“You’re hearing a lot of employers and leadership talk about wanting people who can think with some creativity,” Canady said.  “And I think what’s interesting about literature, language, and writing is that we really do make the case that creativity is not only the province of creative writers or artists. It actually takes creativity to do everything that we’re looking at. Creativity can be hard to define, but one way I go at it is being able to look into a void and seeing something there — being able to dream up something that is not immediately apparent. So, if you’re thinking about it that way, when you’re interpreting literature, that interpretive move is based in creativity.”

Canady said the study of literature, language, and writing depends upon that ability to look at something and say, “There’s something that is not apparent in this that I still think is nevertheless there,” and that calling forth of the thing to being is at the core of creativity. 

Each year the National Association of Colleges and Employers (NACE) surveys employers on a variety of topics related to hiring. The NACE Job Outlook 2020 survey found that beyond a relevant major for the position and a strong GPA, the attributes employers most want to see on resumes are problem-solving skills and the ability to work as part of a team. 

In fact, the eight top skills desired by employers are all non-technical skills. Besides problem-solving and teamwork, the rest of the skills are strong work ethic, analytical/quantitative skills, written communication skills, leadership, verbal communication skills, and initiative – all of which are developed by an English major. 


3. Prepare for a wide range of career opportunities

You may be thinking, “It’s great that I can pursue my passion and develop these essential skills, but how do I translate that into a profession?” Good news. English majors are trained to write well, to organize ideas in a logical way, and to develop arguments. You can analyze complex information, research, and critically read and observe. An English degree develops these lifelong writing, communication and critical thinking skills that set you up for career paths to diverse, sought-after jobs including:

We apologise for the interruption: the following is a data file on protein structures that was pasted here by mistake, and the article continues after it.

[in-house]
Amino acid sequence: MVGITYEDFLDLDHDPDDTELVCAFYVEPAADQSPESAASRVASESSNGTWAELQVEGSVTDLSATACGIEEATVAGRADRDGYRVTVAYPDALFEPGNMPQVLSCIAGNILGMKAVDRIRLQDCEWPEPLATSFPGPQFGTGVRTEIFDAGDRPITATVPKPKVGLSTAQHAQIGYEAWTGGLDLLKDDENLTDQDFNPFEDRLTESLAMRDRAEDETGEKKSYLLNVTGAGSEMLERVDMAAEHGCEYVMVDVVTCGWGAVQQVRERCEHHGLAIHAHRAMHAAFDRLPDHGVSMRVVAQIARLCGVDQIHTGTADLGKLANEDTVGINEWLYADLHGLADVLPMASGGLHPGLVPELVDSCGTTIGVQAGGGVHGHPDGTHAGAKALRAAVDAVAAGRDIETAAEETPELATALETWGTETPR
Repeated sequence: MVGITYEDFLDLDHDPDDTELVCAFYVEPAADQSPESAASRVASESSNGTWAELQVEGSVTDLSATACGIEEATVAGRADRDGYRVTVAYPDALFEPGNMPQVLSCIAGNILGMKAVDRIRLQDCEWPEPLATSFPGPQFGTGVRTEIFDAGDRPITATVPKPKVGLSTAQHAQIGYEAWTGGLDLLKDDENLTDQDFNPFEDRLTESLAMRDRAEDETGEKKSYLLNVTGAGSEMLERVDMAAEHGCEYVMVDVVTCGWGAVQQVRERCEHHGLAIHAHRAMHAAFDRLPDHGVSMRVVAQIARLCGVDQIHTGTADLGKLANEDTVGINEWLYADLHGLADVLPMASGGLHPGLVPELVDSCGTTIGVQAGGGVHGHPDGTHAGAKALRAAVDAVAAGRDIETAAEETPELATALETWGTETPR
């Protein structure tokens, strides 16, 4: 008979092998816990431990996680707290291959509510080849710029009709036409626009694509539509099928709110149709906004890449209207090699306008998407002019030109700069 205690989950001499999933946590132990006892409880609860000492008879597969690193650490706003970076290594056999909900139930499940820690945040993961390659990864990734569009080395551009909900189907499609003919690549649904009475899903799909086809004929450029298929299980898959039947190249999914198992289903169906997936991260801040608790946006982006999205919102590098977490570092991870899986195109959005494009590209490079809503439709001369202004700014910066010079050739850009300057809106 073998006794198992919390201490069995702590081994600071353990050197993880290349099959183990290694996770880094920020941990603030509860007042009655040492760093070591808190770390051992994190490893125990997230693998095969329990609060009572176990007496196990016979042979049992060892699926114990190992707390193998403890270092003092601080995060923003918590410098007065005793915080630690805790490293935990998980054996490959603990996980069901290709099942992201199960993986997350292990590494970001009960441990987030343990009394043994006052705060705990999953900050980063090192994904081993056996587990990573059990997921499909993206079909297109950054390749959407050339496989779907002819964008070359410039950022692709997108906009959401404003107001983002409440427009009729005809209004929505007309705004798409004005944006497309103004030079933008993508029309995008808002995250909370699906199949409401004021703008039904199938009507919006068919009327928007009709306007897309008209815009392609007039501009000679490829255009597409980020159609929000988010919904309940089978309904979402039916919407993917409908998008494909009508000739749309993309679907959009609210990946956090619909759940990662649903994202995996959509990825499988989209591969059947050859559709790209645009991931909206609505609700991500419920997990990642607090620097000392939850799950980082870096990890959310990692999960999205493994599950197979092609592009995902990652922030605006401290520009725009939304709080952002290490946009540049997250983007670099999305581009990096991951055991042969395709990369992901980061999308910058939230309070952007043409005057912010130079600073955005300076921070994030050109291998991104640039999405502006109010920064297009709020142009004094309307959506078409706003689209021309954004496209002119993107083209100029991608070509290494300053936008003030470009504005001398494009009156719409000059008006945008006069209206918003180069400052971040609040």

• Marketing Research
  • Publisher or Editor
  • Copywriter
  • Technical Writer
  • Grant Writer
  • Speechwriter
  • Content Creation
  • User Experience (UX) Writer
  • Teacher/Professor
  • Marketing & Communications
  • Public Relations Manager 
  • Advertising/Social Media
  • Social Media Manager
  • Project Management
  • Medical Writer
  • Brand Strategist
  • Advertising Manager 
  • Business Analyst
  • Project Management


4. Add a certificated credential to hone in on your highest interest

At the KU Edwards Campus, you can also earn a certificate in creative and analytical writing, or one in critical thinking and writing. The curriculum allows you to choose courses that match your interests and goals and to build on your strengths to develop the skills necessary to compete for high-paying jobs in the workforce. These certificates can also be added to any college bachelor’s program at KU, increasing your marketability when it comes time to find that higher-paying job you will love.

So if you love communicating effectively and surrounding yourself with books, then get that degree in English. A KUEC bachelor’s degree in literature, language, and writing will equip you with a long list of complex, adaptable skills that are transferable to a variety of careers. This degree program will develop interpersonal, speaking, and writing skills that employers love, and create a profitable career that you may just love for a lifetime.

Learn more about the Bachelor of Arts and Bachelor of General Studies in Literature, Language and Writing.